Vanessa Kummer, United Soybean Board Chair and a soybean farmer from Colfax, N.D., says USB wants to set the record straight regarding GMOs, which she contends enable growers to grow more on less land, using fewer inputs and conserving the soil better than conventional crops.
“Simply put, biotechnology takes the DNA from one organism and transfers it into another. For as long as humans have been raising crops, we have cross-bred plants in order to improve them. We’ve done this by taking the pollen from one plant and physically transferring the genes in the pollen to another plant in order to make offspring that produce more seed or that can fight off diseases and pests, for example. However, pollen contains many genes, some good and some bad. So, late in the last century, we identified a way to accomplish gene transfer in the lab. This made it possible to add only the good genes, or fix bad ones already in the plant, in order to improve its usefulness to farmers and mankind,” explains Kummer.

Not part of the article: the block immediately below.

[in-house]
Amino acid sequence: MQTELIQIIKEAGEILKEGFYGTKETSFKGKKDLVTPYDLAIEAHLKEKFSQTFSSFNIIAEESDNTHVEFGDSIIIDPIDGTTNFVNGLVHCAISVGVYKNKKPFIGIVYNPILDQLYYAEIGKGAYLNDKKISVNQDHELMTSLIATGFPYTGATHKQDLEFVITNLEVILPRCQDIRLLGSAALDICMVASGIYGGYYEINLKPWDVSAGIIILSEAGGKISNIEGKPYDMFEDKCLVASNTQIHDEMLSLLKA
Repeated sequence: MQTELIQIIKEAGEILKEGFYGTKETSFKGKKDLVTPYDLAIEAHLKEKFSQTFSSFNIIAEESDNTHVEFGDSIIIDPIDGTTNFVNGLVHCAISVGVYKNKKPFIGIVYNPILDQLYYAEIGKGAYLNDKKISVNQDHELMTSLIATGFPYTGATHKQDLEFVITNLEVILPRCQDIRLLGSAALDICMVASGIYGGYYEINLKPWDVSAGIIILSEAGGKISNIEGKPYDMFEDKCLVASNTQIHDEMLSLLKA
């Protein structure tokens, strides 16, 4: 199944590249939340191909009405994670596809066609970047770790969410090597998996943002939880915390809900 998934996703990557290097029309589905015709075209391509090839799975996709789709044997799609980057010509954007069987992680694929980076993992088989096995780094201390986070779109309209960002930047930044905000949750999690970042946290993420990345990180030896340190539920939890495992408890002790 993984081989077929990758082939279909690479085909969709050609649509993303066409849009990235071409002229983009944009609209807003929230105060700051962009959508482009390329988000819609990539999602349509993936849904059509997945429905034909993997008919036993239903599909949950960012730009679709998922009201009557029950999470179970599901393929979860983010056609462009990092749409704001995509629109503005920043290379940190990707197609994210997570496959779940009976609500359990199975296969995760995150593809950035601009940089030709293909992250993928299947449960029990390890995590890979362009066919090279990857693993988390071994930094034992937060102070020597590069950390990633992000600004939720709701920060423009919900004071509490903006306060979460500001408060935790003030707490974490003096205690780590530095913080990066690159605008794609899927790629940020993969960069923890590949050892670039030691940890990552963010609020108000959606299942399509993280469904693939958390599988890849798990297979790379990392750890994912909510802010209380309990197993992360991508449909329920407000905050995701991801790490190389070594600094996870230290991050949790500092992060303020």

She says since the first biotech crop hit the market in 1996, about one billion acres of U.S. farmland have been planted to biotech crops and trillions of pounds of U.S. soybeans and corn have been consumed worldwide, all with no credible reports of harm to human health. In addition, these organizations have come out in support of biotech foods: American Medical Association, U.S. National Academy of Science, UN Food and Agriculture Organization, World Health Organization, International Council for Science and the British Medical Association.
Some have questioned the safety of biotech crops. Kummer contends that no “peer-reviewed” research has proven GMOs to be unsafe. For more information on the United Soybean Board, visit www.unitedsoybean.org.